Me (making coffee): Would you like to try some?
Ayi: NO!
Me: C’mon, try it!
Ayi: No, no, no. We Chinese people don’t drink this stuff.
Me: Well, we Americans love it, especially in the morning. What do you drink in the morning? Green tea?
Ayi: In the morning, we eat rice porridge.
Me: No, but what about caffeine? Tea has caffeine, and so does coffee, so you could drink tea in the morning for some caffeine.
Ayi: We eat rice porridge in the morning.

Me (holding out an oatmeal-raisin cookie): Here, eat this.
Ayi: What is this?
Me: Um, I don’t know the word for it. It’s sweet.
Ayi (chewing): Hmm. Did you make this?
Me: Yeah. Is it okay?
Ayi: It’s okay. Did you make it with wheat flour?
Me: Uh, yeah.
Ayi: We Chinese people like to eat rice.

(while making Christmas dinner)
Me (proffering a can of cranberry sauce): Have you ever tried this?
Ayi: What is this? (reads the back of the can) No.
Me: I think it’s very American.
Ayi: We Chinese people just like to eat rice.
Me: Chinese food is way more than just rice! It’s got all kinds other of stuff.
Ayi: We Chinese people like to eat rice.



Filed under Life in the Bike Lane

3 responses to “Rice

  1. Kip

    Makes me wonder if your Ayi, as well as your neighbors have been told not to get to close with that American Military family. Or maybe It could just be her social status and insecurity. The wealthier Chinese consider rice a symbol of when China was poor and they could not get meat. I doubt they would ever say the Chinese eat rice. What do you think is the reason she acts intimidated of other food and says they just eat rice?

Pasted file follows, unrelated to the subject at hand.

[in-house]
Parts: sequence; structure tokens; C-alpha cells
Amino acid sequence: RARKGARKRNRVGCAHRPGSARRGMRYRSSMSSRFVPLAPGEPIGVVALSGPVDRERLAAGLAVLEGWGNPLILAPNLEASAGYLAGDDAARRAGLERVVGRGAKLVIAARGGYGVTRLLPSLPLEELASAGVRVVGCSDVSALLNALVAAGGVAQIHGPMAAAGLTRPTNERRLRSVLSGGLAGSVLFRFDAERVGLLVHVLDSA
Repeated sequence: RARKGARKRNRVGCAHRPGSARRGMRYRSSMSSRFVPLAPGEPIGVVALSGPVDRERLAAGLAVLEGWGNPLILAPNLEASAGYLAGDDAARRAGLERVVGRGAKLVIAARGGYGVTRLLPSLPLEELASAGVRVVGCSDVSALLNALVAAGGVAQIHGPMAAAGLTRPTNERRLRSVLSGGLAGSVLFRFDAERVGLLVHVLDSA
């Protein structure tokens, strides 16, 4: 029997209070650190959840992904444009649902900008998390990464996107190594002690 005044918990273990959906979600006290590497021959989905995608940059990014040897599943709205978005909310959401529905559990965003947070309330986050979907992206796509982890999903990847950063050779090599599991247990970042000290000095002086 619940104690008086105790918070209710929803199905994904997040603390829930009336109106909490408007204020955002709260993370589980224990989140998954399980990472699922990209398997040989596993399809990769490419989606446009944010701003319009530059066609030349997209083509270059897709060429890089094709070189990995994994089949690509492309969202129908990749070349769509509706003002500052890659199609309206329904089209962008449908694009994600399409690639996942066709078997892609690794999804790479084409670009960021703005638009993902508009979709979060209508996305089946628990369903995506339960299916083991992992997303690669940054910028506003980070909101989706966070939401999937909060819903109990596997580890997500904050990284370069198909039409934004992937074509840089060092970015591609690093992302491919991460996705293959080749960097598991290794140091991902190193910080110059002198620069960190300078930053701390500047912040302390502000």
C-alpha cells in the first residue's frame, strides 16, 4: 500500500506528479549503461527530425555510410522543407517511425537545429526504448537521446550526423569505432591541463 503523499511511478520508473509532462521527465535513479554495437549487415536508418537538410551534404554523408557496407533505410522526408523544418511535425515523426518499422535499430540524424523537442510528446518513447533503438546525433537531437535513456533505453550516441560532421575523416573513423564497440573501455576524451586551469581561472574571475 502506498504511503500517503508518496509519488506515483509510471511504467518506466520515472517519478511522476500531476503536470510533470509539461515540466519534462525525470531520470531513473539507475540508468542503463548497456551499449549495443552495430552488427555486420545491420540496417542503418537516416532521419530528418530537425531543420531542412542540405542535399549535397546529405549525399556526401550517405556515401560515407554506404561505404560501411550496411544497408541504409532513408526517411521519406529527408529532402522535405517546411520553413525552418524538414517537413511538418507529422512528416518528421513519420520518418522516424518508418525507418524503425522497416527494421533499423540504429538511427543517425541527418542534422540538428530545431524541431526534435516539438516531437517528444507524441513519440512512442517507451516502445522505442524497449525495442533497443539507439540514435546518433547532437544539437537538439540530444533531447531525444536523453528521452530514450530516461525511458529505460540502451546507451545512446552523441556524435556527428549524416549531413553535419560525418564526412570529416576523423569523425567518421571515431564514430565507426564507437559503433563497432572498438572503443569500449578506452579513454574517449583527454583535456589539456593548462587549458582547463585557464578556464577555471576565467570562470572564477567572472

2. Auntie Tina!

    Dad, from what I’ve gathered, people in northern China eat less rice (and more dumplings) in general than people in southern China. The people you have met have also probably been exposed to much more western culture and thinking. Everyone here in Nanyue eats rice, and they consider it to be super healthy. The other teachers get concerned that Jooik and I don’t eat enough of it. They honestly believe that it is a necessary part of the diet, regardless of social class. I think Ayi is genuinely concerned that Nick and Bayley do not eat rice.

  3. jess

    This might not be the case for Ayi or China, but in Indonesia and Malaysia, the phrase “eat rice” translates as “eat a proper meal”. People say they “eat rice”, meaning “rice with stuff: a balanced meal of rice/protein/vegetables/sauces”, also meaning they would hate to substitute a real meal for foods they see as snacks and side-dishes (western food), no matter how much of it they may eat. If they eat western food all day, they’ll say they haven’t eaten….

    I went to the Japanese tea garden in SF yesterday, they were selling “rice porridge” which was rice with seaweed, toasted rice, sesame seeds with green tea poured over it. Does Ayi make her porridge with tea?

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